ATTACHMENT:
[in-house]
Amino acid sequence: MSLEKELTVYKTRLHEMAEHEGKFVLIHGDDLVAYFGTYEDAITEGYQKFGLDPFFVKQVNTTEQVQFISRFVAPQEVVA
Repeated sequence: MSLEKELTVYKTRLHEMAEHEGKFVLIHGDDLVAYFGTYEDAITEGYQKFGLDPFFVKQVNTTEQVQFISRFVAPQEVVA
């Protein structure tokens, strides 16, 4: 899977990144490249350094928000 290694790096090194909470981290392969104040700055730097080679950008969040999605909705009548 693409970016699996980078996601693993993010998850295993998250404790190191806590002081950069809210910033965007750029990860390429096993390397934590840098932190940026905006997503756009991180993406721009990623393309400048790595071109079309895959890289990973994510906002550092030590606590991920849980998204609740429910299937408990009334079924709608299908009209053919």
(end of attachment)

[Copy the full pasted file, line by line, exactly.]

[in-house]
Amino acid sequence: MSLEKELTVYKTRLHEMAEHEGKFVLIHGDDLVAYFGTYEDAITEGYQKFGLDPFFVKQVNTTEQVQFISRFVAPQEVVA
Repeated sequence: MSLEKELTVYKTRLHEMAEHEGKFVLIHGDDLVAYFGTYEDAITEGYQKFGLDPFFVKQVNTTEQVQFISRFVAPQEVVA
């Protein structure tokens, strides 16, 4: 899977990144490249350094928000 290694790096090194909470981290392969104040700055730097080679950008969040999605909705009548 693409970016699996980078996601693993993010998850295993998250404790190191806590002081950069809210910033965007750029990860390429096993390397934590840098932190940026905006997503756009991180993406721009990623393309400048790595071109079309895959890289990973994510906002550092030590606590991920849980998204609740429910299937408990009334079924709608299908009209053919």